Originally posted on The Flagrant Fan  |  Last updated 1/12/13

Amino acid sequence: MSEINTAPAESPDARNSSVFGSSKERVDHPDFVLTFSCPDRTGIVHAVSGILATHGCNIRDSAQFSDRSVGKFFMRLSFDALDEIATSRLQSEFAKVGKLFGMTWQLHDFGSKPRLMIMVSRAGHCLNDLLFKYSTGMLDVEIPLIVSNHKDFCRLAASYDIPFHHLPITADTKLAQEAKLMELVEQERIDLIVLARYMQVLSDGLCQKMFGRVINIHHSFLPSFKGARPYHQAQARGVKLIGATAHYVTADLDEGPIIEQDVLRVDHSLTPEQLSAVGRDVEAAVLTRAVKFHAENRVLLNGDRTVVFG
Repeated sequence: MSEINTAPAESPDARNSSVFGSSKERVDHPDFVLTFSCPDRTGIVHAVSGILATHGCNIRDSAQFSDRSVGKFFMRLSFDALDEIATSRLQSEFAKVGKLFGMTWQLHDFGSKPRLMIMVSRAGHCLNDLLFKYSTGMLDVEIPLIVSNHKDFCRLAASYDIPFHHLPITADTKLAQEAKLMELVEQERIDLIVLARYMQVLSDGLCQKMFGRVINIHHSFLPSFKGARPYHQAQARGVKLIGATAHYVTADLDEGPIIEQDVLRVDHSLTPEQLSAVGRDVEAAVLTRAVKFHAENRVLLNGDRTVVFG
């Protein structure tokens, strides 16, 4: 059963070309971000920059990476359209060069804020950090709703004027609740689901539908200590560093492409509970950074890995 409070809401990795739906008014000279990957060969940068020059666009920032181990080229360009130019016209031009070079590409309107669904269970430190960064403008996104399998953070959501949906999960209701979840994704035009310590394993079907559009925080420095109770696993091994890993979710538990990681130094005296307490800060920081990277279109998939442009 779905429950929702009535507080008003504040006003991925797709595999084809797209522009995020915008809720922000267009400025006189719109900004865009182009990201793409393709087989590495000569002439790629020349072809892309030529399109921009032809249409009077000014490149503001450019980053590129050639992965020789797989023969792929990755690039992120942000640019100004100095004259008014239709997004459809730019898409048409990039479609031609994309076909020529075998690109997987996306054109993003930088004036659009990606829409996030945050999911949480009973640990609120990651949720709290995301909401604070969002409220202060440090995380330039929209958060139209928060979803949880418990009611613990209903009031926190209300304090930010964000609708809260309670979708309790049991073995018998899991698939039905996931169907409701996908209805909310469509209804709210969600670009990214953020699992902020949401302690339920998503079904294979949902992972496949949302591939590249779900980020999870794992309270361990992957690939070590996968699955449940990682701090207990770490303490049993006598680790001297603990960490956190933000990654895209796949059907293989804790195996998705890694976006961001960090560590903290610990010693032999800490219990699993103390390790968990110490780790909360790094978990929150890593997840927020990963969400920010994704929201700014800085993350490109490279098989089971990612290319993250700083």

There were some raised eyebrows when the Washington Nationals signed Adam LaRoche to a two year deal with an option on the third. The Nationals were praised for waiting LaRoche out to get the right price, but still, not too many people get all excited when considering LaRoche as a player. After all, his closest comps at his age according to Baseball-reference.com are Geoff Jenkins, Tony Clark and Jason Bay. But as we will see, LaRoche is getting better with age and has become a much more consistent producer in his last two full seasons than when he was younger. So here goes, six reasons why Adam LaRoche was a good signing. 1. The cost. LaRoche will be paid $10 million in 2013 and $12 million in 2014. If he continues to produce and both sides pick up the options in 2015, the cost goes up to $15. This is a very modest salary considering that his play was worth $17 million in 2012. Granted, it was LaRoche's best season ever, but as we shall see, there are signs that he has found consistent ways to produce. According to Fangraphs' Leaderboard, LaRoche was the fifth best first baseman in baseball in 2012. 2. LaRoche is not a liability against left-handed pitching. It is granted that his lifetime split against left-handed and right-handed pitchers has a pretty big swing. His career OPS is 93 points higher against right-handed pitchers than left-handed pitchers. But in his last two full seasons (he missed most of 2011), those splits are not nearly as nasty. While his split was 44 points different in OPS in 2010, his batting average and slugging percentage were right in the same ballpark. The entire difference was basically in his on-base percentage as LaRoche only walked eight times against lefties that season (which is pretty incredible). In 2012, LaRoche put together an .825 OPS against lefties. That was still 39 points different and again the difference was in the OBP. 3. Adam LaRoche has shown consistency in his last two full seasons. In 2012, his OPS was .836 in the first half and .869 in the second. His OPS was .871 at home and .836 on the road. In 2010, his OPS was .787 in the first half and .788 in the second half. His OPS was .803 at home and .773 on the road. 4. LaRoche has improved his play at first base. Adam LaRoche's defense was not always a good part of his game. And again, while he is not the best, his fielding was rated as fifth best for his position by Fangraphs which has given him him high marks in all three of his past seasons. Baseball.reference.com does not rate his fielding as highly. That site has always rated LaRoche in negative territory. But at least that site rated him as league average in 2012, their best rating for him in his career. 5. LaRoche can hit all types of pitches. He was equally adept at hitting finesse pitchers (.826 OPS), average pitchers (.818) and power pitchers (.935), fly ball pitchers (1.050) and ground ball pitchers (.844). He is much better at hitting the slider and curve than he was earlier in his career and even rated 1.5 runs above average against the knuckleball. It looks like he might be one of the few players in the National League to miss Dickey. 6. And finally, as the figures in Number 5 show, LaRoche hits a good amount of fly balls. And since 17% of those go over the fence, that is a good thing for him. LaRoche's ground ball percentage of 33.6% was the sixth lowest in baseball in 2012. That means that everything else was either a line drive (22.3%) or a fly ball (44.1%). Once again, major league batters do their most damage on line drives and 22.3% is a very good rate and as mentioned, when you have a double-digit chance of hitting a fly ball over the wall, those fly balls are a good thing too. Adam LaRoche hit 33 homers in 2012, which was tied with Cano for tenth best in the league. Since power has become a new premium now in the pendulum swing that is baseball, having a guy like LaRoche is a good thing. LaRoche also added 35 doubles. While it isn't really smart to predict LaRoche will improve over his 2012 season, he doesn't have to. All he has to do is put up two more similar seasons (even a little less maybe) to make his contract worth what the Nationals are paying. With his fielding and consistency, the Nationals made their bets on LaRoche over Mike Morse and that seems to be the right call here.
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